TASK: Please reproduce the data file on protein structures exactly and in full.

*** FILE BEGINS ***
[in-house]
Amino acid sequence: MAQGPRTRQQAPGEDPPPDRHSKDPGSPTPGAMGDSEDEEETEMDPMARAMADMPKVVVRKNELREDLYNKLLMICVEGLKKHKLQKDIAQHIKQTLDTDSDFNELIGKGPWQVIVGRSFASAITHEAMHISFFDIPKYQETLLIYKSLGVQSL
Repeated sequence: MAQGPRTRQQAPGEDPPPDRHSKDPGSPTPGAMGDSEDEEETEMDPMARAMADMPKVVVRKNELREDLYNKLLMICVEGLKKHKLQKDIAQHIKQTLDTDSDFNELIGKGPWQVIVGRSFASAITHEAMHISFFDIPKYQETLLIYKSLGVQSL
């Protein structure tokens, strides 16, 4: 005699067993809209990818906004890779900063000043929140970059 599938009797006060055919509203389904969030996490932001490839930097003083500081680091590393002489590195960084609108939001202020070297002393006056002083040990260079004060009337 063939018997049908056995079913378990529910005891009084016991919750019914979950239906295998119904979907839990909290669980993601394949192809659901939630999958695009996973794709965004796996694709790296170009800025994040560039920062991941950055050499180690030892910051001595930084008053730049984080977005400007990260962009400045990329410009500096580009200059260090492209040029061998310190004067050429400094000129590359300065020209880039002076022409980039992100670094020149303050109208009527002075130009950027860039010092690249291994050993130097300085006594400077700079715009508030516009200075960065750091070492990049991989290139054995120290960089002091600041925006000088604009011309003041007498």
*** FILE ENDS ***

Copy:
[in-house]
Amino acid sequence: MAQGPRTRQQAPGEDPPPDRHSKDPGSPTPGAMGDSEDEEETEMDPMARAMADMPKVVVRKNELREDLYNKLLMICVEGLKKHKLQKDIAQHIKQTLDTDSDFNELIGKGPWQVIVGRSFASAITHEAMHISFFDIPKYQETLLIYKSLGVQSL
Repeated sequence: MAQGPRTRQQAPGEDPPPDRHSKDPGSPTPGAMGDSEDEEETEMDPMARAMADMPKVVVRKNELREDLYNKLLMICVEGLKKHKLQKDIAQHIKQTLDTDSDFNELIGKGPWQVIVGRSFASAITHEAMHISFFDIPKYQETLLIYKSLGVQSL
């Protein structure tokens, strides 16, 4: 005699067993809209990818906004890779900063000043929140970059 599938009797006060055919509203389904969030996490932001490839930097003083500081680091590393002489590195960084609108939001202020070297002393006056002083040990260079004060009337 063939018997049908056995079913378990529910005891009084016991919750019914979950239906295998119904979907839990909290669980993601394949192809659901939630999958695009996973794709965004796996694709790296170009800025994040560039920062991941950055050499180690030892910051001595930084008053730049984080977005400007990260962009400045990329410009500096580009200059260090492209040029061998310190004067050429400094000129590359300065020209880039002076022409980039992100670094020149303050109208009527002075130009950027860039010092690249291994050993130097300085006594400077700079715009508030516009200075960065750091070492990049991989290139054995120290960089002091600041925006000088604009011309003041007498």